KARACHI: Nestled between almond trees and new high-rise buildings in the narrow streets of Soldier Bazaar, the decrepit buildings of a pre-Partition school named after the parents of a Goan Portuguese Catholic woman are being documented for conservation work, it emerged on Wednesday.
In 1931, the Jufelhurst School was established by Sybil D’Abreo on nearly one acre of land in what was then known as Cincinnatus town, a Christian neighbourhood, in the city. Ms D’Abreo used the first two letters of her mother’s name, Julia, and the first three letters of her father’s name, Felix, to name her school.
While the school comprising a large playground, two buildings and a principal’s residence withstood the rigours of time despite being nationalized in the 1970s, it was not before the year 2012 that the buildings were declared dangerous and subsequently sealed by the Sindh Building Control Authority. The SBCA also called for immediate eviction and demolition of the historical buildings but parents of the students and alumni staged protests against the move and finally managed to stop the authorities from razing them, according to Jufelhurst school headmaster Mohammad Shafiq.
According to Athar Aslam, an alumnus, the SBCA claimed that the ceilings of two rooms had caved in due to a termite infestation and atmospheric damage. “We wanted to fix the school but then almost overnight the building was sealed,” he said, adding that he had arranged a reunion of the alumni with an aim to do something for their alma mater.
The principal told Dawn that things didn’t look good after the school had been taken over by the government, as the buildings began to fall apart while the administration also changed the medium of instruction from English to Urdu.
A few years ago, he explained, the roof just collapsed in the science lab and another room. “There was a termite problem and severe damage from the rains. Thankfully, no one was inside when it happened,” said the headmaster who joined the school as a teacher in 1987. “Despite all this, we have managed to run the school quite successfully. We ensure that our students are getting a good education and our staff is up to the mark.”
According to Mr Shafiq, the school with around 1,000 students is being run in morning and afternoon shifts, which “can be trying but the staff is dedicated”. Some students are compelled to sit in the corridors as there are no ceilings or floors in classrooms. “It gets difficult to teach in these circumstances but we do it. When I first joined the school, people used to say that you go to Jufelhurst only if you are really serious about work,” he said. “We need more classrooms, proper sewage and bathroom facilities for the students,” he added.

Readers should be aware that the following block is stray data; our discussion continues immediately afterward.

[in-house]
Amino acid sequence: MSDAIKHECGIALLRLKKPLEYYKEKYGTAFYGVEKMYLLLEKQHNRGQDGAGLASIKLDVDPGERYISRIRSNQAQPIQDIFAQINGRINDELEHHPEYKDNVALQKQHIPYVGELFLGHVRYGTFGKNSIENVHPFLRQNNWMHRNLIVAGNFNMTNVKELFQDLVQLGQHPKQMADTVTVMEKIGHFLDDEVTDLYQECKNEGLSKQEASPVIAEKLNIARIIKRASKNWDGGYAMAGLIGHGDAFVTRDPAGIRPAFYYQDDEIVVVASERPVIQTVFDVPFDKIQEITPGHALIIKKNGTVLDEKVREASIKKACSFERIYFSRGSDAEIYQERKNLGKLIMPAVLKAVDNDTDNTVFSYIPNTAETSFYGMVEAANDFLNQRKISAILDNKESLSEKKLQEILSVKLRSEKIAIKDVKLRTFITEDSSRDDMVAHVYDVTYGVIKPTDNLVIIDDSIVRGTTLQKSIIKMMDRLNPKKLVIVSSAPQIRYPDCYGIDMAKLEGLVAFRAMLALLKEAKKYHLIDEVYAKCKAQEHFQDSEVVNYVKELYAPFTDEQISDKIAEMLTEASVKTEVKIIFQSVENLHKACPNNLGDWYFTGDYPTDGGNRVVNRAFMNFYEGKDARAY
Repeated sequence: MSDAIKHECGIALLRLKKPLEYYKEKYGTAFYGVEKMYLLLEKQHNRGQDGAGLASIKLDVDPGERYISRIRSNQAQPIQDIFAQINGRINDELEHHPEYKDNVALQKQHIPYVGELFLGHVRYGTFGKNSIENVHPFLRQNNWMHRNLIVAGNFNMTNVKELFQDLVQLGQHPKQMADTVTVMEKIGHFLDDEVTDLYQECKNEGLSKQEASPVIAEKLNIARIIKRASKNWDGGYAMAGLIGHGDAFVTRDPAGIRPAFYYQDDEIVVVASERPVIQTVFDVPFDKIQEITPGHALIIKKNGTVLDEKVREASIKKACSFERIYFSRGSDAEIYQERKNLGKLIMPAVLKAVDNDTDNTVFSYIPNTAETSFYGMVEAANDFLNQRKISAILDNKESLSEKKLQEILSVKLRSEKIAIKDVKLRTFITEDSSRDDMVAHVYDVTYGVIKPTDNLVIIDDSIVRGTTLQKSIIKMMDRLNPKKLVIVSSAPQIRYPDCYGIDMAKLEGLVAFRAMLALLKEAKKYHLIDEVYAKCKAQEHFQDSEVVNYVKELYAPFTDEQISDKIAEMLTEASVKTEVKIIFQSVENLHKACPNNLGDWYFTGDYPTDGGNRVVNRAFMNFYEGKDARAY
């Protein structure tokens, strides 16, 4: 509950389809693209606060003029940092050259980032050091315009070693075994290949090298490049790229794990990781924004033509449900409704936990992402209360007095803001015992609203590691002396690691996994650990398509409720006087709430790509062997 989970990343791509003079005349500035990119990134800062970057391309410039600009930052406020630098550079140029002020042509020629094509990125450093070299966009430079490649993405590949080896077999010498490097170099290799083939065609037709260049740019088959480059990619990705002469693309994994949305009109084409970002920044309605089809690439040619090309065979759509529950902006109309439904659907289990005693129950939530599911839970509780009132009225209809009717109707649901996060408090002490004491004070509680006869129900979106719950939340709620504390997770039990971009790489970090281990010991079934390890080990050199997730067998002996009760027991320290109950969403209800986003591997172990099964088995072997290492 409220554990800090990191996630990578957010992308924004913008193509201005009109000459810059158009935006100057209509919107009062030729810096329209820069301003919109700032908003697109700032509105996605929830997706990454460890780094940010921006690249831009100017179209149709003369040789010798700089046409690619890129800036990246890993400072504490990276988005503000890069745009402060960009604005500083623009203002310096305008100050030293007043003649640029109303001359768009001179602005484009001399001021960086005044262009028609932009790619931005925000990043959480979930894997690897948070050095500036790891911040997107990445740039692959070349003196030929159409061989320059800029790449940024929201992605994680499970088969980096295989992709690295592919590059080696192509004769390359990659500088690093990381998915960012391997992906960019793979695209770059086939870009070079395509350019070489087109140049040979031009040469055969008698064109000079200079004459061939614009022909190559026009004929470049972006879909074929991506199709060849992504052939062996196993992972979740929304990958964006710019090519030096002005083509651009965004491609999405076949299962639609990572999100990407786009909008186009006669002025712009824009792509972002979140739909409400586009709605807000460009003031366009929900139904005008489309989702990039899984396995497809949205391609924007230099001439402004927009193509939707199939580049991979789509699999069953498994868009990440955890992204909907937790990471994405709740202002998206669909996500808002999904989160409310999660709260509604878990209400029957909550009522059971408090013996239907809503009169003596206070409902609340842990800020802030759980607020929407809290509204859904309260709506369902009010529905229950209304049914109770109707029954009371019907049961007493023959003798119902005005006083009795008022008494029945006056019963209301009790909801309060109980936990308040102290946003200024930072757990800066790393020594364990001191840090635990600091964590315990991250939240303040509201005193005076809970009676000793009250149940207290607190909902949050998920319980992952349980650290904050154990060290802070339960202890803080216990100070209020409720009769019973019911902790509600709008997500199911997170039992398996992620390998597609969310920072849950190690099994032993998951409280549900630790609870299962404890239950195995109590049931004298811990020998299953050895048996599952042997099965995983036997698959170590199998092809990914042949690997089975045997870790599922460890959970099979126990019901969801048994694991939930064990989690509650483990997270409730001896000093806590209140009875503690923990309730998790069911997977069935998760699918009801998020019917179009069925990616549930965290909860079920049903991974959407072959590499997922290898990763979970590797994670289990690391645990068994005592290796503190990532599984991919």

“People wanted to send their children here and I think if the school is renovated and maintained, we will get back on our feet and achieve better results.”
Farhat Yasmeen, who has been teaching Urdu and Islamiat at Jufelhurst since October 1983, said she remembered the day the science lab roof collapsed. “It was a close call,” she said. “We were all outside for the assembly when it happened.”
She added that when she joined Jufelhurst was one of the best government schools in the city and was known for its punctuality.
Currently, architect and historical building consultant, Marvi Mazhar, has been given a contract to renovate the school buildings.
“I first heard of this building in 2012 when Yasmeen Lari of the Heritage Foundation was involved and she managed to take their case up to the Supreme Court,” she said.
“At the moment, my team is documenting the two school buildings along with the principal’s residence. We will prepare a report within about two weeks and then move on to restoration of the school.”
She added that the main structure of the school was still strong because of the sturdy colonial walls.
Encroachment on principal’s residence
While the school is fighting to survive, the administration also had to face another set of problems. Some land grabbers earlier this year tried to take over the principal’s residence, a prime land, by building a wall around it.
Only last week, according to former SBCA director-general Fahim Zaman, a large contingent of education department officials led by secretary Fazlullah Pechuho along with a senior superintendent of police managed to reclaim the building.
Special assistant to the chief minister on culture Sharmila Farooqi told Dawn that they had put the project forward for conservation. “I absolutely love the principal’s residence,” she remarked.
“While the building is in the education department’s domain, we will execute the restoration and preservation,” she added.
Meanwhile, as the headmaster sitting in his office on the ground floor of the main building drinks a glass of water and stares at the two rows of six desks he has stacked against a wall to hold the ceiling in place, the school bell rings and students gather their books to go home with the hope in their eyes that the school will live to see another day.
Published in Dawn, February 20th, 2016